NTC spokesman Abdel Hafiz Ghoga said it was carrying money taken from a branch of the Central Bank of Libya in Gadhafi's birthplace Sirte, one of the few towns still in his supporters' hands.
The government of Burkina Faso said late last month they would recognize the Libyan rebels' National Transitional Council. Foreign minister Djibril Bassolet also said the landlocked West African nation would welcome Gadhafi "if he wishes it."
A top security official in Burkina Faso said government officials had not been advised about any convoy headed for Burkina Faso. The official asked not to be named because he's not authorized to speak to journalists.
Both Niger and Burkina Faso are signatories to the International Criminal Court, which issued an arrest warrant for the Libyan leader, his son and the country's intelligence chief. But both nations also belong to the African Union, which during a July summit called on member countries to disregard the warrant.
Western officials said they did not have any information on the convoy. Harouna says the pro-Gadhafi troops accompanying Boula were well-armed.
French Foreign Ministry spokesman Bernard Valero said the ministry did not know who was in the vehicles.
"We have no more information than you do," he told a reporter. "We are monitoring the movement of these vehicles, and we will see."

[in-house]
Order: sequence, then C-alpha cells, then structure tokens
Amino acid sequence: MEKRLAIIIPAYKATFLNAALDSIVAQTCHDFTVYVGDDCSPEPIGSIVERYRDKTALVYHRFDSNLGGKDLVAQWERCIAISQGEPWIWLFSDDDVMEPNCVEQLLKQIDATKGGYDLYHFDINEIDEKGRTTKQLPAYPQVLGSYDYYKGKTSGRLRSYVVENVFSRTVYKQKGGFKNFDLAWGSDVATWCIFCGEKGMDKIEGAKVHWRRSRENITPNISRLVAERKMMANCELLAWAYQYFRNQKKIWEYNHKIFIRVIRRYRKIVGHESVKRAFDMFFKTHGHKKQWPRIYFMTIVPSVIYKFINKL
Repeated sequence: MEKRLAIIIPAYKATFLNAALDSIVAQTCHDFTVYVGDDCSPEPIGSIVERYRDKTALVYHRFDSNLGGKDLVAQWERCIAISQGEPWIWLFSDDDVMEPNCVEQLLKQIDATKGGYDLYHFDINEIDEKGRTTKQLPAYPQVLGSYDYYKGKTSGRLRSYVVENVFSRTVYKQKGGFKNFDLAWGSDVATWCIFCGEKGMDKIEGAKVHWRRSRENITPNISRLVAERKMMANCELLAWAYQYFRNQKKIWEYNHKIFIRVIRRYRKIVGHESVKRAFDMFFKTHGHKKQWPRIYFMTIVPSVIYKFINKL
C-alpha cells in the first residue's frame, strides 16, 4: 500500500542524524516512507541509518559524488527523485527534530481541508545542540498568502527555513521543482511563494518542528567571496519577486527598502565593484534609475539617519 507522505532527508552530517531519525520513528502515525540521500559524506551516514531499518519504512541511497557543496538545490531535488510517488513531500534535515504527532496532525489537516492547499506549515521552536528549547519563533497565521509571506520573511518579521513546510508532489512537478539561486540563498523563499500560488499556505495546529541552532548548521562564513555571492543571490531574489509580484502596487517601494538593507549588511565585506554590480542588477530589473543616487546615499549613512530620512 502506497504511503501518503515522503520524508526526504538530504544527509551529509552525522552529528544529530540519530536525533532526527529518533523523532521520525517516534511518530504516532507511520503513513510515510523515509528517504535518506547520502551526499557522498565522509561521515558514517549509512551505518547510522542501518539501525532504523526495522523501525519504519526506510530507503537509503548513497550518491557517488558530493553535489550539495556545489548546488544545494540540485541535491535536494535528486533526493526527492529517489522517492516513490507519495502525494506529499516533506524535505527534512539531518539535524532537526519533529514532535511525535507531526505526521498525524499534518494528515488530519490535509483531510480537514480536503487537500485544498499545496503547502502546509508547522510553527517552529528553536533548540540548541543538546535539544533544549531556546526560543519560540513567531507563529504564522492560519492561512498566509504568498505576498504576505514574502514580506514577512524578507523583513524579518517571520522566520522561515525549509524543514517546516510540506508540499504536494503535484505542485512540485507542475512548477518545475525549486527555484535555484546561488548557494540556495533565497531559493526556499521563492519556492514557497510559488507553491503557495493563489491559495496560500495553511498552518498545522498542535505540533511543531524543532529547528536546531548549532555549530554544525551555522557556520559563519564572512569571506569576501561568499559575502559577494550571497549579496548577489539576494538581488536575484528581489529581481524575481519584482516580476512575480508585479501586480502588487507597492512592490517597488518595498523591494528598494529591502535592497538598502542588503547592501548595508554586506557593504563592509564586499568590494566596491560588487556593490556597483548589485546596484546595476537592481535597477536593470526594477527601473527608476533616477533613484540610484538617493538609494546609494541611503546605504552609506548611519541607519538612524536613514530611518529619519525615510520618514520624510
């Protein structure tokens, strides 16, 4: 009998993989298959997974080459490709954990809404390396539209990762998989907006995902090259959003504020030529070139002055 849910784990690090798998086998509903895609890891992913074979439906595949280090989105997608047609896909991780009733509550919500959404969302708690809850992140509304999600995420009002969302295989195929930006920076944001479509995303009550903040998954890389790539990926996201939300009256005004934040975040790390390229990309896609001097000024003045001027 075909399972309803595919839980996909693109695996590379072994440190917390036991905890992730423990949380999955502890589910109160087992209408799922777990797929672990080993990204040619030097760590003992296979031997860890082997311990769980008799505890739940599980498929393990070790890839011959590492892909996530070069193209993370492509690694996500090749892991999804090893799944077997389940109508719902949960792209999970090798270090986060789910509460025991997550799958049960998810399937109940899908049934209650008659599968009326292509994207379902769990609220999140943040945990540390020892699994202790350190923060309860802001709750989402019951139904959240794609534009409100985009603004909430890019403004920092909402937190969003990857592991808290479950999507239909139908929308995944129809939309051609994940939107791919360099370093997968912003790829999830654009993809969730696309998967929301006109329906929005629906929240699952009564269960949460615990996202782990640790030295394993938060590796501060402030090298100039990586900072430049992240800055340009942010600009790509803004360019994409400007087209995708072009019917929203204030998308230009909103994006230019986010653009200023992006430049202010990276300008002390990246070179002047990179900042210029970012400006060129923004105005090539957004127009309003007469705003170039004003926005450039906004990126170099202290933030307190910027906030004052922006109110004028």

Gadhafi financed Tuareg revolt?
Gadhafi's regime is believed to have financed the Tuareg rebellion in the north of Niger. African nations where Tuaregs represent a significant slice of the population, like Niger, have been among the last to recognize the rebels that ousted Gadhafi.
Gadhafi remains especially popular in towns like Agadez, a Sahara Desert market town where a majority of the population is Tuareg. There, the ex-ruler is remembered for his largesse and for his assistance to the Tuareg minority during their fight for autonomy.
Harouna said the pro-Gadhafi soldiers accompanying Boula were coming from the direction of Arlit.
The desert that stretches north of Arlit borders both Libya and Algeria. Some members of Gadhafi's family, including his wife, his daughter and two of his sons, recently sought refuge in Algeria.
Gadhafi, who ruled Libya for more than 40 years, has been on the run since losing control of his capital, Tripoli, last month.
The rebels say at least two of his sons had been in the town of Bani Walid, one of the last remaining pro-Gadhafi strongholds, in recent days. Moussa Ibrahim, Gadhafi's spokesman and one of his key aides, was still believed to be in the town, rebel officials said.
Thousands of rebel fighters have surrounded the town as their leaders tried to negotiate a surrender deal.
Most of Libya has welcomed the uprising that swept Gadhafi from power, though rebel forces backed by NATO airstrikes have yet to capture loyalist bastions like Bani Walid, Gadhafi's hometown of Sirte and the isolated southern town of Sabha.
The rebels have extended to Saturday a deadline for the surrender of Sirte and other loyalist areas, though some rebel officials have said they could attack Bani Walid sooner because it has so many prominent loyalists.